True Love Way Paperback – Mar 23 2012
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Most Helpful Customer Reviews on Amazon.com (beta)
The main character Marlo was hanging on to her past, to a guy who left her 12 years ago with not even a goodbye. Now I understand how someone may need closure to let go of someone or something. But in my opinion this main character acted and thought like a teenager. Her ex came back into town and requested to see her and instead of thinking about to seeing him to clear things out, she was thinking about how she can get things back to the way they were before he left. That way of thinking is too immature for an adult. Now if this was a YA, then this wouldn't have bothered me so much because young adults aren't always mature enough to make a smart decision.
The author however does shake things up a bit and this helps Marlo in my opinion grow up a bit. This is when I actually start enjoying the main character and her story. She becomes more mature and start making wise decisions. She finally opens her eyes wide enough to see what or rather who is she has before her. That's when the story became what I expected, a true love story. I fell in love with two characters in this story, which is Nik (her best friend) and her Aunt Madge. Those two characters made the story so much better.
I know I kind of rambled on in this review but the main character really annoyed me throughout the first half of the book. But after she matured and opened her eyes, I started enjoying the story more. I was rooting for Marlo to find her closure and to find True Love's Way. I give this book a 3 stars because of the frustration I felt towards the main character towards the first half of the book. But after that the story picked up and I really enjoyed myself.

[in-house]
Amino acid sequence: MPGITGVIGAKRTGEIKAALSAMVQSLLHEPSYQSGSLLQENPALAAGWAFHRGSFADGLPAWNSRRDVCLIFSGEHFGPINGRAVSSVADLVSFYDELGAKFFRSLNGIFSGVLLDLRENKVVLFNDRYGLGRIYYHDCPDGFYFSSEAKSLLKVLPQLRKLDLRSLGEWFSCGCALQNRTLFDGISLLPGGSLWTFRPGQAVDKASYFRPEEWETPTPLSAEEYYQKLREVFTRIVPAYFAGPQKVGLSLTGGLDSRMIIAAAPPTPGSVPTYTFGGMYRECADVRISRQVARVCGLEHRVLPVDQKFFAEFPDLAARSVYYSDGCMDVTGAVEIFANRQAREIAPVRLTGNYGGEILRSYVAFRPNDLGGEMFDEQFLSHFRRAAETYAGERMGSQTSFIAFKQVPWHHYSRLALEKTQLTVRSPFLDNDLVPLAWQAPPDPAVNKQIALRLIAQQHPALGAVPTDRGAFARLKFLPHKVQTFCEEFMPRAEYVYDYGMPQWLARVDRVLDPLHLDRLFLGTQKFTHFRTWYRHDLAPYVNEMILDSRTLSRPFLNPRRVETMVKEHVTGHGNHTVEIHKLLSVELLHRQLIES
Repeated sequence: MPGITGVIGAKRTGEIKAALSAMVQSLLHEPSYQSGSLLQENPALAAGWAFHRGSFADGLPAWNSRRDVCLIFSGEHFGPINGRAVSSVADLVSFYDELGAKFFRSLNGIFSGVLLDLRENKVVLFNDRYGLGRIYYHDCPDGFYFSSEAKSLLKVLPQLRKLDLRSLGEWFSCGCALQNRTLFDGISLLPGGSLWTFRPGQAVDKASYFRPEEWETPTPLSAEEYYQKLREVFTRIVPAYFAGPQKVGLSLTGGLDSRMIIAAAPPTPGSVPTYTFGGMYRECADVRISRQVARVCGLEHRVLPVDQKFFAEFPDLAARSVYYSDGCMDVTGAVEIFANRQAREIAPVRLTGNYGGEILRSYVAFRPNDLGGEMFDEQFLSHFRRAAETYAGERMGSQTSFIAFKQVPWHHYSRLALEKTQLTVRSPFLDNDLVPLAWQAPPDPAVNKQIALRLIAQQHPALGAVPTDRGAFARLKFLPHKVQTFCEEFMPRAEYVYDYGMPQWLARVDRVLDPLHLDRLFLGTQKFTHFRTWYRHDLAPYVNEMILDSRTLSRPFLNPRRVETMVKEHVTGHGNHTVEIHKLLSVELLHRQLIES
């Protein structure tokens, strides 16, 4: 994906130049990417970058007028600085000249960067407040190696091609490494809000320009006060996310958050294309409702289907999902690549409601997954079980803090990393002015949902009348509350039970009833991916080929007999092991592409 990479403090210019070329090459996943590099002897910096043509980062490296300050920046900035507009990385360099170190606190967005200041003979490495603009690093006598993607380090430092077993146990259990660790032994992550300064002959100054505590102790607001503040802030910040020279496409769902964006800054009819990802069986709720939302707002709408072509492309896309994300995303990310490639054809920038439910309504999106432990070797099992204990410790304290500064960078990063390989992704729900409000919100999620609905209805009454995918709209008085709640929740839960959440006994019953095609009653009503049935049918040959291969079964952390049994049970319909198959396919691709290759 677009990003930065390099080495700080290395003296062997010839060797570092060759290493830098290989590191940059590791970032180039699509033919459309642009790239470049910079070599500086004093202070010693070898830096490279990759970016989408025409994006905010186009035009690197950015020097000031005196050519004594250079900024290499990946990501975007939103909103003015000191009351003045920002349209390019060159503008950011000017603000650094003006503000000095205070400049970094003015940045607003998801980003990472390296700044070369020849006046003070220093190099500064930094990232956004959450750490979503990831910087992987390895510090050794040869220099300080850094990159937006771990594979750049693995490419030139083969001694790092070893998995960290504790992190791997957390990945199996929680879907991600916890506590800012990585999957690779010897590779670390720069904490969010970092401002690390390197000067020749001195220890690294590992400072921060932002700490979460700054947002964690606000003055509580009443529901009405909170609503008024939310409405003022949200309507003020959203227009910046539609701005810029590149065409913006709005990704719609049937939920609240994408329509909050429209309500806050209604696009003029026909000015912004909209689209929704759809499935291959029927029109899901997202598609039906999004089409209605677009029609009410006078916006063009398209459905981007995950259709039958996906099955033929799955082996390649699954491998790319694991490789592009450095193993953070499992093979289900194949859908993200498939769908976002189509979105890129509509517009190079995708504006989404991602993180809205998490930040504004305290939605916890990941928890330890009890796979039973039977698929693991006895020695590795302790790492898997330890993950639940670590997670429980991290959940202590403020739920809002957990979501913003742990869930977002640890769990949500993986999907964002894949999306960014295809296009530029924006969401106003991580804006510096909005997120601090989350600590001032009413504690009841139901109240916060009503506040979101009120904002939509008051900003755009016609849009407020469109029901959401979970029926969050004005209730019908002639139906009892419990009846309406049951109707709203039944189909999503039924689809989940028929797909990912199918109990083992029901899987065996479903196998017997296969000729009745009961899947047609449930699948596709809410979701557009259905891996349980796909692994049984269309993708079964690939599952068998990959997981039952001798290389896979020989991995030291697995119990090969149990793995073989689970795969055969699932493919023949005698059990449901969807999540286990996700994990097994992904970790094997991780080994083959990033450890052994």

Fortunately, Marlo's best friend, Nik, indulges her passion. He even accompanies her to dinners with her wacky aunt. Nik's sister, Savannah, is Marlo's other best friend, and lives with her precocious daughter in the friends' hometown of Napa. It isn't that Marlo's life in Malibu is idyllic, but it's peaceful. That is, until she receives a message from Josh, her high school boyfriend who she hasn't heard from in over a decade: he'd like them to discuss the promise they made before they broke up after graduation.
Marlo is stunned. Yes, she and Josh promised each other that if they were 30 and not married that they would marry each other, but the last she saw of him, he left Napa and headed to France to culinary school. Even though Marlo broke up with him, she's still hurt that he never invited her to visit him in France, much less kept in touch. She agrees to go to Napa to see him when he heads back home, and Nik decides to drive and accompany her.